Patient-reported outcomes as predictors of survival in patients with bowel cancer: a systematic review

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Introduction: The prognostic value of patient-reported outcomes (PROs) has been determined in some cancers, but a focussed review in colorectal cancer (CRC) has not yet been conducted. We systematically reviewed PRO predictors of CRC patient survival. Methods: We searched four electronic databases (from inception to May 2018), reference lists and professional organisations to identify studies reporting pre-treatment PRO predictors of overall survival (OS) or progression-free survival (PFS) in CRC identified through univariate or multivariate models. Two reviewers independently applied inclusion criteria and extracted data on study characteristics, median and 1-year survival rates, PROs assessed and model results. Results: In 25 of 27 studies (n = 12,544), at least one PRO was significantly associated with survival. Physical functioning, fatigue, pain and appetite loss predicted OS more often than other PROs in metastatic disease (19/27 studies). One study explored PRO predictors in early-stage CRC, finding emotional well-being and mood predicted OS. In mixed-stage samples (7/27 studies), physical functioning predicted OS more often than other PROs. Few studies modelled PFS, for which few PROs had predictive value. Conclusions: Physical and psychological functioning, pain, fatigue and appetite loss had prognostic significance above and beyond clinical predictors in CRC. Routine monitoring of these PROs may allow earlier detection and amelioration of problems, which may improve quality of life and perhaps extend survival. More research is needed to determine prognostic value of PROs in early-stage CRC, and prognostic significance of changes in PRO scores.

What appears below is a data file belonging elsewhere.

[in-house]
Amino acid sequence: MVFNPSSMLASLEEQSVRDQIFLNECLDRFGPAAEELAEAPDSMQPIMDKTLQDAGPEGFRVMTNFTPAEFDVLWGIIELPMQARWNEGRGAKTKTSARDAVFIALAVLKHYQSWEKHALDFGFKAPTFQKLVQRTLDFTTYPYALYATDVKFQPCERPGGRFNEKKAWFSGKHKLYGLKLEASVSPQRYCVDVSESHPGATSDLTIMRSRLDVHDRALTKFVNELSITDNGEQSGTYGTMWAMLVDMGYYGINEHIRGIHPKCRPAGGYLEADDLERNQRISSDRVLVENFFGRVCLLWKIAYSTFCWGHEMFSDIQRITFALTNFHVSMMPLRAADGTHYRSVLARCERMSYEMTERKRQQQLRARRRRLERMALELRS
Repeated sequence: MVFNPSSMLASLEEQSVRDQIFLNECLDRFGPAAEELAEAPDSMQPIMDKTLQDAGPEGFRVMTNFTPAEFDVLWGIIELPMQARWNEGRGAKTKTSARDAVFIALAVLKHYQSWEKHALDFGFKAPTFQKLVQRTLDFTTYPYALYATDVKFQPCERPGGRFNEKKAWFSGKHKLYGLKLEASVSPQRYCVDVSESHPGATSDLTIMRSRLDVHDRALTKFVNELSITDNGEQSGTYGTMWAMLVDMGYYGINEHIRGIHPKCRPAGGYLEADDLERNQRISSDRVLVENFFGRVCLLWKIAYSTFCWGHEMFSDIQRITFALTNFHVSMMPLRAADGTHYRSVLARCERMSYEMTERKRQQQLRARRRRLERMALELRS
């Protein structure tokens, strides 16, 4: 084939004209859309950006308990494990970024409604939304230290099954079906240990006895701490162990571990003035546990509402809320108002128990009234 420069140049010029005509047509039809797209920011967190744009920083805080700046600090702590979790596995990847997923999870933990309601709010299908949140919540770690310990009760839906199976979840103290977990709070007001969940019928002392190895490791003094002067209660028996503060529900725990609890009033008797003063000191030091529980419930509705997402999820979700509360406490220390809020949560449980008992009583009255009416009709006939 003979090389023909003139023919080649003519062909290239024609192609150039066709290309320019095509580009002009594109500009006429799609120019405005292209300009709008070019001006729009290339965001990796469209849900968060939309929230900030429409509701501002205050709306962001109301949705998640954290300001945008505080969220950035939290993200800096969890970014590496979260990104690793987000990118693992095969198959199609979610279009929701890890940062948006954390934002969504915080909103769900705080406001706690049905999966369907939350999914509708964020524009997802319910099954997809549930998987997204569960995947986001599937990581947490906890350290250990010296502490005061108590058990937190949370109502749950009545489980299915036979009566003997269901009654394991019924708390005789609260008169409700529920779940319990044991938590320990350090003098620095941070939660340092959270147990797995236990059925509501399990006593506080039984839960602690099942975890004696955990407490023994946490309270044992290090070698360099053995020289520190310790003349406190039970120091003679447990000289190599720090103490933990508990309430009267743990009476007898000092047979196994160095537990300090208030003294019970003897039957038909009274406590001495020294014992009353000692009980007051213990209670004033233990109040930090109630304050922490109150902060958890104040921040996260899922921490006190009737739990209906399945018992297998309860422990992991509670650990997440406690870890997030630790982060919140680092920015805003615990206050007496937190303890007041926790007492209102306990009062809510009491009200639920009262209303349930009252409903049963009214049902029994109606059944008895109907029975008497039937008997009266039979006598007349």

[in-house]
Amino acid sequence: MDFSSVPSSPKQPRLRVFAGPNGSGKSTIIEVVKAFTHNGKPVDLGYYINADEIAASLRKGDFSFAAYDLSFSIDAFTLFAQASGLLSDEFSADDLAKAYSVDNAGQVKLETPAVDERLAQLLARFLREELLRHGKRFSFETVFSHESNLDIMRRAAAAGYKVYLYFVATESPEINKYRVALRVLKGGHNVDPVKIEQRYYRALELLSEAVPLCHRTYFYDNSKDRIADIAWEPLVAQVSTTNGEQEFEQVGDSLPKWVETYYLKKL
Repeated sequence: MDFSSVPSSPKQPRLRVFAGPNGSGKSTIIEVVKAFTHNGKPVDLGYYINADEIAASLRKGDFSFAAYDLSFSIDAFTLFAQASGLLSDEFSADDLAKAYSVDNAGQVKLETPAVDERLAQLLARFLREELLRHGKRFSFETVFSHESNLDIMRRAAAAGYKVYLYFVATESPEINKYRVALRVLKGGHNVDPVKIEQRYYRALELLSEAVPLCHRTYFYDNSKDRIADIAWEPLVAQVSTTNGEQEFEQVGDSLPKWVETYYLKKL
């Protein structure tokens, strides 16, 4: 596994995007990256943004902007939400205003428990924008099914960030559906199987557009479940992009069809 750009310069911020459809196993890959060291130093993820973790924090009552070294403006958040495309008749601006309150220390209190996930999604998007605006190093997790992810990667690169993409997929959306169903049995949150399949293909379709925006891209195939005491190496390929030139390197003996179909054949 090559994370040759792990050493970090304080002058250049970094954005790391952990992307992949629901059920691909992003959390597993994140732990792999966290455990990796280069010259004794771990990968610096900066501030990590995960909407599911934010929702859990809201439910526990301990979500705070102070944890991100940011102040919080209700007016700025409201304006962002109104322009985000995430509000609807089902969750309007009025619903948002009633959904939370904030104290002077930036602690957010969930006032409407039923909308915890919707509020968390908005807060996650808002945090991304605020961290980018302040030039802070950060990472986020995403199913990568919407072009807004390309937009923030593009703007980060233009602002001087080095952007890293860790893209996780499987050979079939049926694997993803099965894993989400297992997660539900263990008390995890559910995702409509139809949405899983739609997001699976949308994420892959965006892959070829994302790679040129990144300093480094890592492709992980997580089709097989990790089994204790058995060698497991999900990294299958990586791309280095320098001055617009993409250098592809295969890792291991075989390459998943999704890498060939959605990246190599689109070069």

Rutherford, C., Campbell, R., White, K., & King, M. (2019). Patient-reported outcomes as predictors of survival in patients with bowel cancer: a systematic review. Quality of Life Research, 28(11), 2871–2887.

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